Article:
In Defense of By Command of the Prince Daniel

Brief History: Let’s dive into some Russian folklore. Do you love Baba Yaga? Of course you do! Okay, calm down John Wick fans. And if you don’t love Baba Yaga then you shall. This one was collected by Alexander Nikolaevich Afanasyev (say that 3 times fast). For those of you unfamiliar, Baba Yaga was the most wicked and feared of witches in Russian folklore. This particular tale is of a dying queen tricked by a witch into ordering her son to marry only the girl whose finger fits a ring given to the family. After the mom dies, Prince Daniel searches for the wearer of the ring, but the only person it fits is. . . his sister. You have permission to be grossed out. Daniel, pretty hung up on tradition, forces his sister to be his wife. Two beggars comes across the sister clearly upset and tell her to make four dolls, put them in the bridal suite, and stall as much as she can on the wedding night. She does this and while her brother (gross) thinks she’s getting ready for bed (again gross) the dolls start to sing and chant (now gross and creepy). The chanting opens a hole in the earth that swallows the princess and takes her to a hut on chicken feet deep in the woods. Meanwhile, Prince Daniel the Nutter realizes he’s been tricked and beheads then burns the four singing dolls.  In the hut, the daughter of Baba Yaga, who is beautiful, kind, and appreciates that the stranger offers to help her in her knitting, turns the princess into a needle in order to hide her before her cannibalistic mom comes home. This trick works a couple of times, but Baba Yaga catches the princess in her home because she can smell “Russian bones”. She makes her daughter prep their giant oven in order to make a princess casserole, but the two younger women trick the witch into the oven instead. This gives them just enough time for a head start through the woods before Baba Yaga hunts them. They throw a brush and comb at her which become thick lines of shrubs and trees to slow her down. Finally, they throw the cloth they’d been working on at the witch. It becomes a river on fire to burn her up (yeah, not sure how that works). The pair end up back in the princess’s home and Baba Yaga’s daughter tricks Prince Daniel into letting himself get stabbed. The princess mourns her brother, which then cures his stab wound and apparently his case of the crazies as well. He marries Baba Yaga’s daughter (the ring of course fit her too, probably because that had been Baba Yaga’s original plan) and find a non-related husband for his sister.

Analysis: Singing dolls? I would have probably beheaded and burned those creepy Chucky wanna-be’s as soon as they opened their mouths. But it’s safe to establish that the brother was crazy so maybe he thought the singing was in his head at first? The theme of insanity and incest in fairy tales really isn’t uncommon, probably because so many royals were marrying first cousins and their DNA was paying the price. A common theme in Baba Yaga tales (besides the cannibalism which I can address in a different story)  is betrayal by those closest to her who she has abused and to use magic against her. In this story it’s her own daughter who never appears in any other tales that I know of (if anyone has another story featuring Baba Yaga’s daughter I’d love to hear about it and please comment below). There’s clearly an element of child abuse here. The daughter does not appear to be cannibal and lives in constant fear of her own mother. It comes to the point where she would rather help to murder her mother in order to save the princess she just met then to continue living in this environment. For those of you who currently obsessed with Hulu’s The Act or the case of Gypsy Blanchard, you know this is not that far-fetched. The last analysis I want to point out that it’s common in Baba Yaga stories that she’s outsmarted by other women or girls. As I keep trying to point out, more fairy tales have heroines than heroes.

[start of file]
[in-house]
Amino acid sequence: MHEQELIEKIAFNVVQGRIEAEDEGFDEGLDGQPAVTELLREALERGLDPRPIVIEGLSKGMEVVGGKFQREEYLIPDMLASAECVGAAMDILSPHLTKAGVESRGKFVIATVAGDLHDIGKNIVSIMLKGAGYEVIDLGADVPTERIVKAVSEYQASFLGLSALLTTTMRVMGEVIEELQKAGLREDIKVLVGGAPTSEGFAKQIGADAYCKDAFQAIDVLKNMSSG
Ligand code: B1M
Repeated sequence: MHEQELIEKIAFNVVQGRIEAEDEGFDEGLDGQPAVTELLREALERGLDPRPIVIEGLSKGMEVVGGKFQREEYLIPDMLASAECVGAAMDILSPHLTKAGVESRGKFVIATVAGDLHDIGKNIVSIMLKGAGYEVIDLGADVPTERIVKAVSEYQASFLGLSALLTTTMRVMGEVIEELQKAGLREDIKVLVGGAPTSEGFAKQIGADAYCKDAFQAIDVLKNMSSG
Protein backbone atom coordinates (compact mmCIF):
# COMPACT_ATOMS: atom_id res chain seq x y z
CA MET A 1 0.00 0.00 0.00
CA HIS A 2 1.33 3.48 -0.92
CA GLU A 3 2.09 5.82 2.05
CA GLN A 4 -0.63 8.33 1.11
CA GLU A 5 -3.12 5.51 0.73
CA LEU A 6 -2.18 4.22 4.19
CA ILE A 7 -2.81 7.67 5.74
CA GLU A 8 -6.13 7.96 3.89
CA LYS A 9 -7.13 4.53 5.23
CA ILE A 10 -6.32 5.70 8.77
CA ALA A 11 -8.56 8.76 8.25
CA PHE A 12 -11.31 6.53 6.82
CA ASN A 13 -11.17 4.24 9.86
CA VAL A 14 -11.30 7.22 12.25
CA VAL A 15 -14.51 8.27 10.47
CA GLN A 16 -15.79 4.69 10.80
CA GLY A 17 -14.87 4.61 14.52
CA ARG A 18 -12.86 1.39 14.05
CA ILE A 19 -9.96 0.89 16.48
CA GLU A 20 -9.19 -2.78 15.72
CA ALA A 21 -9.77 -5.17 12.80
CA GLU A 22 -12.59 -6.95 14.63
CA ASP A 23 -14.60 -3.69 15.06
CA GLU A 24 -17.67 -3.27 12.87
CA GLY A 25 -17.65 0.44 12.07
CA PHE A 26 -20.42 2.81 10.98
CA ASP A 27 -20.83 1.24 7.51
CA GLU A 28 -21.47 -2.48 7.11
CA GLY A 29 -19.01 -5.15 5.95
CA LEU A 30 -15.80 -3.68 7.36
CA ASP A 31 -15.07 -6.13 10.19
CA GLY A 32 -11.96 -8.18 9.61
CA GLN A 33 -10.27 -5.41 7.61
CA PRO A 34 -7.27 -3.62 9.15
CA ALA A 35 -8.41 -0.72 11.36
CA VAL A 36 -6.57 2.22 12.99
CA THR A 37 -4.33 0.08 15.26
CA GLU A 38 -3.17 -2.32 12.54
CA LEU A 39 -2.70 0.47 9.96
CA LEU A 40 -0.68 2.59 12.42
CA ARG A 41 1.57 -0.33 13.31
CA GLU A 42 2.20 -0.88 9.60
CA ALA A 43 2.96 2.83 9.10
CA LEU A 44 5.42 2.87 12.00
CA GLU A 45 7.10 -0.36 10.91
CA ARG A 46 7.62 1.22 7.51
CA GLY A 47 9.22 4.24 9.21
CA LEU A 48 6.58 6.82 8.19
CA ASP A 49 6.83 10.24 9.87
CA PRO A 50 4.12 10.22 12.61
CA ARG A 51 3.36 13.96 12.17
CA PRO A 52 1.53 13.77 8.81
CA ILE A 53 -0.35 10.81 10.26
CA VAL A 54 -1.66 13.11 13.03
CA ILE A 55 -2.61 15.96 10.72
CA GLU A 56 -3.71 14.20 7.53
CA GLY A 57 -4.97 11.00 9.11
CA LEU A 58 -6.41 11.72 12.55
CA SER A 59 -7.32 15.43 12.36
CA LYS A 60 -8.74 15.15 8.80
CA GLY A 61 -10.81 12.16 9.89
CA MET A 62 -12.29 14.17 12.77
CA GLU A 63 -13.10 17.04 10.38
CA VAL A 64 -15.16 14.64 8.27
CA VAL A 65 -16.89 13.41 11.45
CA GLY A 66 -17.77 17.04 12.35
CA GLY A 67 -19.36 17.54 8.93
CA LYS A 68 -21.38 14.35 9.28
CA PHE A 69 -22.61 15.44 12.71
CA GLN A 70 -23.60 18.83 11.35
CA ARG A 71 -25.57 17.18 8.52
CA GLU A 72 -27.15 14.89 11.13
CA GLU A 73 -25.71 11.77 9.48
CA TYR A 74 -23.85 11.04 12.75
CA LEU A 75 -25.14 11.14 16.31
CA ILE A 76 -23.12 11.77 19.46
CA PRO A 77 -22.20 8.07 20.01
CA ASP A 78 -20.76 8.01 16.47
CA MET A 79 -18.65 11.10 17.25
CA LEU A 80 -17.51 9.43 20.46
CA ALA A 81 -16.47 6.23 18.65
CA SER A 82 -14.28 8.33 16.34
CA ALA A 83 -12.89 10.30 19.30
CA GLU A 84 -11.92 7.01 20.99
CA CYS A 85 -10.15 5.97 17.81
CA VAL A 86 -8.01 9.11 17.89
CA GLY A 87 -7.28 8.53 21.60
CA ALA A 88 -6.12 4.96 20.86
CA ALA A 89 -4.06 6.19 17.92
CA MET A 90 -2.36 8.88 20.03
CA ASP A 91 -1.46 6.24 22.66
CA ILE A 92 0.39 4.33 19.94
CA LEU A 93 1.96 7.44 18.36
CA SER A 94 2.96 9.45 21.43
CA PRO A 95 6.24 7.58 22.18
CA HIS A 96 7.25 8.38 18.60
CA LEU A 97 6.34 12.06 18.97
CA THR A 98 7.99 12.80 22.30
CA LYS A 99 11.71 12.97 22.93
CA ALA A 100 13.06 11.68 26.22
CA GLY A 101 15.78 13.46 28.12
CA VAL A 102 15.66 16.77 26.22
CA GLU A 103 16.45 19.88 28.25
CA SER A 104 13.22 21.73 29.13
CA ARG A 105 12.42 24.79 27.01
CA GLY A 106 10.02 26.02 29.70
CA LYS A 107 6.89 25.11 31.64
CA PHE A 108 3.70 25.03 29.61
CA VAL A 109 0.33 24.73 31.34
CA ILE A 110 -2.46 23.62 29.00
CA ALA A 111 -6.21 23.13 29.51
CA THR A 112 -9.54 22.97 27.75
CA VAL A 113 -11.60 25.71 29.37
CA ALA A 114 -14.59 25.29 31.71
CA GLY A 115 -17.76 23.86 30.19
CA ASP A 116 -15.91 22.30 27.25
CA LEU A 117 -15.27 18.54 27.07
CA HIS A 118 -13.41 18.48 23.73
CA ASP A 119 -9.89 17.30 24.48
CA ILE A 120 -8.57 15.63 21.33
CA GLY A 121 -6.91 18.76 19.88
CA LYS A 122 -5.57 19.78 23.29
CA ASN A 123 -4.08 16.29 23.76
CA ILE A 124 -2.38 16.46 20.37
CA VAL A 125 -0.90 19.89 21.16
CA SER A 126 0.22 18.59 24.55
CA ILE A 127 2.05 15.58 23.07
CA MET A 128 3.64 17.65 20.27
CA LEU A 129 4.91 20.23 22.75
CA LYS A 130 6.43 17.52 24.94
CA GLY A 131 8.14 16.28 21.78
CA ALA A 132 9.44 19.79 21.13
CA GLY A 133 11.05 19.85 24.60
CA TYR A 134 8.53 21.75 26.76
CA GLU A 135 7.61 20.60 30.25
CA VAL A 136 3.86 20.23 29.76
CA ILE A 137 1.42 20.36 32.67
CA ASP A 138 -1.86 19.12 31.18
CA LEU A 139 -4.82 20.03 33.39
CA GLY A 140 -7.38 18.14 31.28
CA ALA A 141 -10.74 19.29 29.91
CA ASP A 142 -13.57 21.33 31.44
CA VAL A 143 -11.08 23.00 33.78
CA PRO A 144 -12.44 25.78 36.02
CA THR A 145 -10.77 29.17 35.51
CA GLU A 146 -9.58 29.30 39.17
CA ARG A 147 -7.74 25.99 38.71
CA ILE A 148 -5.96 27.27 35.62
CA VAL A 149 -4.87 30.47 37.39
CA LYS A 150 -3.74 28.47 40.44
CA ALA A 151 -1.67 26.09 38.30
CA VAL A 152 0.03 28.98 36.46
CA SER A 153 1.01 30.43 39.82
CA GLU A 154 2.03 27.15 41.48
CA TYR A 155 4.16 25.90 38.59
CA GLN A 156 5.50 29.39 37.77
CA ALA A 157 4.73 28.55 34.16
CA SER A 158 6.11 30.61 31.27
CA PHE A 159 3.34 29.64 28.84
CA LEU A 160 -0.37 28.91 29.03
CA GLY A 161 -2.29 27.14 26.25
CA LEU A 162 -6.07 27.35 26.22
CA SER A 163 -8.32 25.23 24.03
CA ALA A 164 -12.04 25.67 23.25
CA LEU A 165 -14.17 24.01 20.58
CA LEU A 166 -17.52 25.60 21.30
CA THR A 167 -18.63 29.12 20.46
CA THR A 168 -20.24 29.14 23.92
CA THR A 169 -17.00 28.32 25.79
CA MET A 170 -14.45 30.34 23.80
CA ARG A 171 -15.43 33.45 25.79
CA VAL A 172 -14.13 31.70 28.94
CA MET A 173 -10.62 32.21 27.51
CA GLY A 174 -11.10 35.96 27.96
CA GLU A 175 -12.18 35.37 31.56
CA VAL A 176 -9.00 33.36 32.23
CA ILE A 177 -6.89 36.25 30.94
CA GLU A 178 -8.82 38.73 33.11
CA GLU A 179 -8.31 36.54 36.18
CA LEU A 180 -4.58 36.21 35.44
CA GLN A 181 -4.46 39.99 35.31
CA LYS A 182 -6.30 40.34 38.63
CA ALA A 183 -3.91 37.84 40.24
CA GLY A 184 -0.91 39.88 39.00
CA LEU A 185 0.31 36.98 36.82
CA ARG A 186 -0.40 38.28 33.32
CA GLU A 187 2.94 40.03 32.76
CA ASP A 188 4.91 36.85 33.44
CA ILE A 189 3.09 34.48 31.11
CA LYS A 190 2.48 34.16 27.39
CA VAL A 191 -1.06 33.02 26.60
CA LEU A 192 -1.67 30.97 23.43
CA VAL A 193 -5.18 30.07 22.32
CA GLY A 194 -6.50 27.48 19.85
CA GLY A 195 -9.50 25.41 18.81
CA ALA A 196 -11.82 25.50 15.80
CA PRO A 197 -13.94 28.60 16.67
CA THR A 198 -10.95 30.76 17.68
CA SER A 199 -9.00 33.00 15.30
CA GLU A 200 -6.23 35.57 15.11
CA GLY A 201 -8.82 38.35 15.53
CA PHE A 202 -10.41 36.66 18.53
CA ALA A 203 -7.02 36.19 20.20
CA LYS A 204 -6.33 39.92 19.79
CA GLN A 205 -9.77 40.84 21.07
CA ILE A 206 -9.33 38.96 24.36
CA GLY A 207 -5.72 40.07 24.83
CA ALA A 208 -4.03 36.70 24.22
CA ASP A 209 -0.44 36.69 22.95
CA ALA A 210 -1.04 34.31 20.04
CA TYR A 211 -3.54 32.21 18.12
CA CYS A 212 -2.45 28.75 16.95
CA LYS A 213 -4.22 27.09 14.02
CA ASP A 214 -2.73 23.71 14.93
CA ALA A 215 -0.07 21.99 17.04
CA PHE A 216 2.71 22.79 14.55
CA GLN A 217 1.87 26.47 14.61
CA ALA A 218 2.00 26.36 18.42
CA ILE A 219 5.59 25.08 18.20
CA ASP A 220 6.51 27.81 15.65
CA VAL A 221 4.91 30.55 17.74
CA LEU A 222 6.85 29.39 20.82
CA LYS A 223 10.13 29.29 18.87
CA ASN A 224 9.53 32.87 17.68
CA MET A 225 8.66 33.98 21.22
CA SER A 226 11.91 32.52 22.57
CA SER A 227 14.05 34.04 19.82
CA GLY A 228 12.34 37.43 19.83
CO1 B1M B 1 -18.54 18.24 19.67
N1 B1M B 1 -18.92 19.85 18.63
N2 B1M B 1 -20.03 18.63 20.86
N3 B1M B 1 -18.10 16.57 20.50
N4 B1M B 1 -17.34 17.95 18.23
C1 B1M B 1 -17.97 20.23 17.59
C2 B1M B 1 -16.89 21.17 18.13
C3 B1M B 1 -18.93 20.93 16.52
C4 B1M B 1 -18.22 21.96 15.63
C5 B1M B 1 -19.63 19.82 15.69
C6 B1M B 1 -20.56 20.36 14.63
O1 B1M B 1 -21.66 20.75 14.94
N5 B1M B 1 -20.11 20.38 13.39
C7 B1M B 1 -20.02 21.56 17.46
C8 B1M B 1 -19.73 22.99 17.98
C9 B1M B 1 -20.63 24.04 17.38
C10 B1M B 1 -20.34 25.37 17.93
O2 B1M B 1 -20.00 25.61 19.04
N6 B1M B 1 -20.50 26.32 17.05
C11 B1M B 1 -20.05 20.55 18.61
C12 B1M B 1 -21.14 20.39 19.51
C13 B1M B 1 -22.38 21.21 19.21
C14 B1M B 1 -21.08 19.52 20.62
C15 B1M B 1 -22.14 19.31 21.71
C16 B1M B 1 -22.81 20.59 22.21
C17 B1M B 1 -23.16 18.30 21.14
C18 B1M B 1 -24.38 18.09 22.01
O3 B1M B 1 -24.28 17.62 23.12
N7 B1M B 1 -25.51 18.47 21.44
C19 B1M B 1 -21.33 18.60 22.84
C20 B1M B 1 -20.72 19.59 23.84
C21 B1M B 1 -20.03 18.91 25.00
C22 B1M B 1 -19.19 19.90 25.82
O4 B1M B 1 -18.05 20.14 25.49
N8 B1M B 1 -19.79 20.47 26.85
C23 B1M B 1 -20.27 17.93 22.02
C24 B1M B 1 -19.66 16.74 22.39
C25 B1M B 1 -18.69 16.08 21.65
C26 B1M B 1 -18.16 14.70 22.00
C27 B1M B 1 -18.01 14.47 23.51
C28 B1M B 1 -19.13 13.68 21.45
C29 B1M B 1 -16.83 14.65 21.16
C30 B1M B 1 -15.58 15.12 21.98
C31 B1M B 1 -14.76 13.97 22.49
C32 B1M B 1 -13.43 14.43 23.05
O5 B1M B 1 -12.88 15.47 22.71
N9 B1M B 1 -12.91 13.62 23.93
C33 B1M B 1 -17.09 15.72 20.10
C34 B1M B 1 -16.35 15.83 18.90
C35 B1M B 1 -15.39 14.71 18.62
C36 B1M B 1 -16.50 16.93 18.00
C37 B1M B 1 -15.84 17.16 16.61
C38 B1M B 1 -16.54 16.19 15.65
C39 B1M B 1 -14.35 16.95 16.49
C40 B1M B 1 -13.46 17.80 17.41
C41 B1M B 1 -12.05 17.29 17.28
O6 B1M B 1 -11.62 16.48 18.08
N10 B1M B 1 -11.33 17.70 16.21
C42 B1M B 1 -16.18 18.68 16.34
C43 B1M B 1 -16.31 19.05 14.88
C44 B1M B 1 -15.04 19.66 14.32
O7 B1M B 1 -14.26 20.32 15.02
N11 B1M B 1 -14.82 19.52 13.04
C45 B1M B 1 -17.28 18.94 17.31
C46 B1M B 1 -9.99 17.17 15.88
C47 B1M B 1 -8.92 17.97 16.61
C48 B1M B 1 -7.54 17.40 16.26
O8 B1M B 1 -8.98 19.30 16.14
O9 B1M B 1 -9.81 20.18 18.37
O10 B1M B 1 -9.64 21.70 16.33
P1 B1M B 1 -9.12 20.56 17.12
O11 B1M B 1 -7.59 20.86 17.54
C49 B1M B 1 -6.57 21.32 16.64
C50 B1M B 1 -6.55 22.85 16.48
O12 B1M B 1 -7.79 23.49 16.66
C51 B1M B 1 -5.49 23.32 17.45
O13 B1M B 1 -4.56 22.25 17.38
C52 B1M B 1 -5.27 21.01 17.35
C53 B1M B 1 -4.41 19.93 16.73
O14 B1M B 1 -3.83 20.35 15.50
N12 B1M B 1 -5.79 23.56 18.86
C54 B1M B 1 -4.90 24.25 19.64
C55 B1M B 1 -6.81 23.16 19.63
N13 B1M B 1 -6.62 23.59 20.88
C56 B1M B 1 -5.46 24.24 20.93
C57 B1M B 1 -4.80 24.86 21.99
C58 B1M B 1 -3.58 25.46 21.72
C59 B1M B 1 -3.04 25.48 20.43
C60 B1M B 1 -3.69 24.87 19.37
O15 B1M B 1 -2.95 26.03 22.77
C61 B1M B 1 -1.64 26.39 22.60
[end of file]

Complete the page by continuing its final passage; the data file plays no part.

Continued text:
Blame it on the Victorians: Alexander Nikolayevich Afanasyev was one of the most prominent folklorists of the mid-19th century with one of the largest collections of fairy tales at the time. So why, non-Russian reader, have you never heard of him? Probably because he was Russian. His own government shunned him for writing socialist articles, but as an amateur anthropologist this guy was pretty impressive. Unlike the Grimm Brothers who molded certain tales into their own preferences, Afanasyev recorded each version of the same tale he heard for comparison, taking into account the language he heard them in, the depictions of Pagan versus Christian religions, and where the story came from. His works were translated by a British man in the 1800s named Leonard Arthur Magnus (who seems to be the primary translator to this day - no one else has taken a stab at translating this stuff? Come on.). Still, the stories he collected really didn’t gain popularity in the rest of western culture until ballets like the Firebird were produced. Why is this? Again, I’m not really sure. Based on what I know of the English at this time, I’m going to say it was because Victorians didn’t want to try to pronounce his name. Of course, I could be wrong.

Last Thoughts:  I actually find the cannibalism less gross than the crazy brother trying to marry his sister. Hm, incest and an abusive mother. I wonder if V.C. Andrews ever read this story?